Last week, Microsoft released 13 security bulletins that were supposed to fix exploits found in various software products. Microsoft was supposed to release 14 of those bulletins but one was pulled at the last minute due to the company finding an issue with that update. As it turns out, Microsoft should have done even more testing on many of the bulletins it did release last week.
In a post on the official Office engineering blog, Microsoft said it has re-released four of those 13 bulletins since they were first launched on September 10th. This was done after the company received reports from users that they kept getting requests to re-load the patches, even if they had already been installed. The issues affected users of various Office programs and suites, including Office 2013. In addition, two non-security patches for PowerPoint 2010 also had the same issue.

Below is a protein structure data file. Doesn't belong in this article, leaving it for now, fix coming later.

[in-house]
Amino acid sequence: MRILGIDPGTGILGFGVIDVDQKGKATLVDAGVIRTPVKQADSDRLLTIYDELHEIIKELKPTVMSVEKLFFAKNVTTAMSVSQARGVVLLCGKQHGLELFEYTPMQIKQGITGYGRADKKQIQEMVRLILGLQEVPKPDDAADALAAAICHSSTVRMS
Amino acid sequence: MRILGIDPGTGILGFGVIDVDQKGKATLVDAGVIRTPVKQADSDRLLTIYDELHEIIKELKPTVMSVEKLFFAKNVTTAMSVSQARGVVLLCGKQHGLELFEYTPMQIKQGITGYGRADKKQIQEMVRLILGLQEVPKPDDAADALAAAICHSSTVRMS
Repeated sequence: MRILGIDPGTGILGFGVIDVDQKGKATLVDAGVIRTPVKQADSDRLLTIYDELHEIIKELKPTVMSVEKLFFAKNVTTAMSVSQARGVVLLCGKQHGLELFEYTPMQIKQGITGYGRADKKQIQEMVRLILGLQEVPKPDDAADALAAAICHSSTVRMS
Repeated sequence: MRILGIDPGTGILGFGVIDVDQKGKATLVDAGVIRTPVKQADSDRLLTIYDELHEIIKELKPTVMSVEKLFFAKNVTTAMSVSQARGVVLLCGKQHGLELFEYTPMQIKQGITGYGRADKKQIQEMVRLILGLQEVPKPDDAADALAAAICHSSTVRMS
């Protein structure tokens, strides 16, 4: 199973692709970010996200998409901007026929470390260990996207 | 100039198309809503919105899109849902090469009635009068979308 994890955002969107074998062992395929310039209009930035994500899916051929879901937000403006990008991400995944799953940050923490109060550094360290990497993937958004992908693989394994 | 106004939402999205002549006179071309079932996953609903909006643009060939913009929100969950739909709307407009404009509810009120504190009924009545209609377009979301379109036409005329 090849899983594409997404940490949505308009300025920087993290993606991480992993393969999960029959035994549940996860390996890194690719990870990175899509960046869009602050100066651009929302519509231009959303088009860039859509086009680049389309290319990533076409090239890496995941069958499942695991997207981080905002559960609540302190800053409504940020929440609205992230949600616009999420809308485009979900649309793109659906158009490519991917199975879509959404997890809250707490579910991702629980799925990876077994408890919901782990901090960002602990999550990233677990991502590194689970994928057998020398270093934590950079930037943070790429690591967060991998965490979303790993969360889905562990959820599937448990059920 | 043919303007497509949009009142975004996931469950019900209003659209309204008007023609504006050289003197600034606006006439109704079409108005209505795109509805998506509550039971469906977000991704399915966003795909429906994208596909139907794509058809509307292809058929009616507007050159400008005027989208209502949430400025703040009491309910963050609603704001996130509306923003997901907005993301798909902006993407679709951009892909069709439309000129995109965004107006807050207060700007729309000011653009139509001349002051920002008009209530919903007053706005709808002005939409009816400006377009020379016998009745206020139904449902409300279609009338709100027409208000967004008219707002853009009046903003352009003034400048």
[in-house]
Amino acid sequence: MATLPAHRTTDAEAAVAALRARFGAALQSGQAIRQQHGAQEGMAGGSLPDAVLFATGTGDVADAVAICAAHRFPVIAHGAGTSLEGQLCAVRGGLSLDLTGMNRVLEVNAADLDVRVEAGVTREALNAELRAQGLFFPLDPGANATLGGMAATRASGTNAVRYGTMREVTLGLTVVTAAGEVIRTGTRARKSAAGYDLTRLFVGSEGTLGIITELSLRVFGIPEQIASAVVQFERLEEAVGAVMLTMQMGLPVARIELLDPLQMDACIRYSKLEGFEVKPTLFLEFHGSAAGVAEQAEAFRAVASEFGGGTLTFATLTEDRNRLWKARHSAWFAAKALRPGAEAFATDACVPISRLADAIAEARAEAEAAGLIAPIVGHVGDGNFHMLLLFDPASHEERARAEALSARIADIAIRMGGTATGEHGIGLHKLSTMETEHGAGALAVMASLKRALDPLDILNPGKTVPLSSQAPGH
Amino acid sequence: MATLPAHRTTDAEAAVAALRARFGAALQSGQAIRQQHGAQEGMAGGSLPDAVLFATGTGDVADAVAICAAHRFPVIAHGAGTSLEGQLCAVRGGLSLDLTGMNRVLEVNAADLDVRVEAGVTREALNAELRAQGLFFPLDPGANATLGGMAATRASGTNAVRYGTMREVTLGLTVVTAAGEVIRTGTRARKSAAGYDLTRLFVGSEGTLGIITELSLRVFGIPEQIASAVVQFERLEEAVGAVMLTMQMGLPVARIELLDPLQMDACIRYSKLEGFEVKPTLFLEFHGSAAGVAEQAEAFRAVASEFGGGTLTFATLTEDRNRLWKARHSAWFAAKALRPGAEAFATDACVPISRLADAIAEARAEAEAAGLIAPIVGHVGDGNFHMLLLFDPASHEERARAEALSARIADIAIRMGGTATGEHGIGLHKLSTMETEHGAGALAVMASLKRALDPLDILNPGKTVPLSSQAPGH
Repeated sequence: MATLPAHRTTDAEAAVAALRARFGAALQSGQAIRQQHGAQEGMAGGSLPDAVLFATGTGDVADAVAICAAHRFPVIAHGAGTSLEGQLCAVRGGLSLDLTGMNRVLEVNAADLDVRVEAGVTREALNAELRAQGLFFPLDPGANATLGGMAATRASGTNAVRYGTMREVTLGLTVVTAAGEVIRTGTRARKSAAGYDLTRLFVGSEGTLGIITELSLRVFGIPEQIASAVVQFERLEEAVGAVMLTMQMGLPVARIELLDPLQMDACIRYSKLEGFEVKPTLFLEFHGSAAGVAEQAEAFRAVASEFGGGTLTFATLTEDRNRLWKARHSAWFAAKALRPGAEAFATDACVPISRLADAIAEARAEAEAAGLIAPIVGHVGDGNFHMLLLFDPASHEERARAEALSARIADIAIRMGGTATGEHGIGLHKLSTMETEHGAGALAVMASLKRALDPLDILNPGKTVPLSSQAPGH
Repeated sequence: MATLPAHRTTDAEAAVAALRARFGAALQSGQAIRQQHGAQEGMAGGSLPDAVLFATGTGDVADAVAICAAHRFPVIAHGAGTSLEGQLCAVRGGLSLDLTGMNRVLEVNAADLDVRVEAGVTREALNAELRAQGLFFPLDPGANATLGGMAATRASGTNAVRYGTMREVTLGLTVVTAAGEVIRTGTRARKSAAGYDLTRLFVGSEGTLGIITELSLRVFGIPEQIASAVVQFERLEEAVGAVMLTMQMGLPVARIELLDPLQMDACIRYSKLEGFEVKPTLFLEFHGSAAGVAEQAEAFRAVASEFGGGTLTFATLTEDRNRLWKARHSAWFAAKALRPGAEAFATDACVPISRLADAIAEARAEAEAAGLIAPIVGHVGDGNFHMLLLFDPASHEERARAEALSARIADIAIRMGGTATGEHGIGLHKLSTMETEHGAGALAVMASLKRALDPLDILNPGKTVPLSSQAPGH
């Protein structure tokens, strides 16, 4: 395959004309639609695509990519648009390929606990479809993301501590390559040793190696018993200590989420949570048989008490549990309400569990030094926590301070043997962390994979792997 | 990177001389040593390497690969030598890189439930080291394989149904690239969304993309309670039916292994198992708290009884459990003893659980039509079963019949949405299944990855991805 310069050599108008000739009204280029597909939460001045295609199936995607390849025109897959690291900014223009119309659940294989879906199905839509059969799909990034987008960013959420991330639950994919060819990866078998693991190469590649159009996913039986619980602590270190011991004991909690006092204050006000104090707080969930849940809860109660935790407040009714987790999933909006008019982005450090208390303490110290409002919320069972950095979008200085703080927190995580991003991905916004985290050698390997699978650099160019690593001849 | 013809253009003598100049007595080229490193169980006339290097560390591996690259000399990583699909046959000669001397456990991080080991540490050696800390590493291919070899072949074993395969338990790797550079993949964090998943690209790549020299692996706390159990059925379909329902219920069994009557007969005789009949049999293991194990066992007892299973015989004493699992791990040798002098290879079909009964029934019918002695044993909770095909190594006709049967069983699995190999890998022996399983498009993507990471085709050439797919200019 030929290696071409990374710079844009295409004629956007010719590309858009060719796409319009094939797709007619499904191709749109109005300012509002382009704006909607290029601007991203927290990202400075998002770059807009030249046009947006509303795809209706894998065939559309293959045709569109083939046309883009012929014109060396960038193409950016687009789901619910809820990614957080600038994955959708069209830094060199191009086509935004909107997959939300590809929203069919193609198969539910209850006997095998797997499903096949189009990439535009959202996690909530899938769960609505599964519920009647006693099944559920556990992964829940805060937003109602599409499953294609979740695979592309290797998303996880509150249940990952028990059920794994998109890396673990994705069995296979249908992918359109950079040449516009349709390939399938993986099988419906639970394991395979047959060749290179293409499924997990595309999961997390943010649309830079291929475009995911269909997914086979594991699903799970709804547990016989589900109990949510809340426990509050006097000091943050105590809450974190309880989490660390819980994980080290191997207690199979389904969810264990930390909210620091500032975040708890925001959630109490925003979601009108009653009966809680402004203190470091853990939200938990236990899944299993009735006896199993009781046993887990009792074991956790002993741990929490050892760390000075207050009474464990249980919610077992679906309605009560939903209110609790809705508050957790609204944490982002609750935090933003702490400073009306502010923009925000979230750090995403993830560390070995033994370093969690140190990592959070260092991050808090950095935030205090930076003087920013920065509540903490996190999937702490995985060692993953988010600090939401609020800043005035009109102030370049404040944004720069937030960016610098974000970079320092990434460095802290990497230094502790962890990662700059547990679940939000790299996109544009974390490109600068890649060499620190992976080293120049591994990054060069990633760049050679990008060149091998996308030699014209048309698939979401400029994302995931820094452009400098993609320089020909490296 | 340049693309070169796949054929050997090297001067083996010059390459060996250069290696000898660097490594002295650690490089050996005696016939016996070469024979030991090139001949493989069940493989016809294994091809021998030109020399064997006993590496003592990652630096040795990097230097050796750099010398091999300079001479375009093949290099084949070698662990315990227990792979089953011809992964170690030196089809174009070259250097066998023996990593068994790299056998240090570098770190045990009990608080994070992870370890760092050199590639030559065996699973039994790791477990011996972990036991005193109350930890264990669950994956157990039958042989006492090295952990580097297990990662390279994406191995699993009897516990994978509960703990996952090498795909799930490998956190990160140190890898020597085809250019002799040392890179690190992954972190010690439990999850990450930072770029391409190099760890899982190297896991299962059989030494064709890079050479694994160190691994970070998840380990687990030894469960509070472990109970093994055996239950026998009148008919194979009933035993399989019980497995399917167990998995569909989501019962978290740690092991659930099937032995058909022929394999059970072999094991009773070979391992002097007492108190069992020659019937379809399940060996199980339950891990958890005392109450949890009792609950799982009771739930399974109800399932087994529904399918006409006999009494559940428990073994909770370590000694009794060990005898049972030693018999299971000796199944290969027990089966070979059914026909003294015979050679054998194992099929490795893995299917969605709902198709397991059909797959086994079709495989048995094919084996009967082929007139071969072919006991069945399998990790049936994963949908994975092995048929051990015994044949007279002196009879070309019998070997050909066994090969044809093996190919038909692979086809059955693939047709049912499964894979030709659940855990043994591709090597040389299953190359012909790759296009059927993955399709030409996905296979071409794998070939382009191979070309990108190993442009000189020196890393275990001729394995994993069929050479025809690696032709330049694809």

While the problems have now been fixed, it seems to be the start of an unwanted trend by Microsoft to release software patches that later exhibit problems. In August, Microsoft pulled two of its previously released security bulletins thanks to issues they caused with Microsoft Exchange Server 2013 and Active Directory Federation Service 2.0. Computerworld.com quotes Andrew Storms of the security firm CloudPassage as saying the amount of botched patches from Microsoft in recent weeks is "worrisome." He added, "Microsoft is killing their record. Their record had been so good that people were starting to relax on their own internal testing."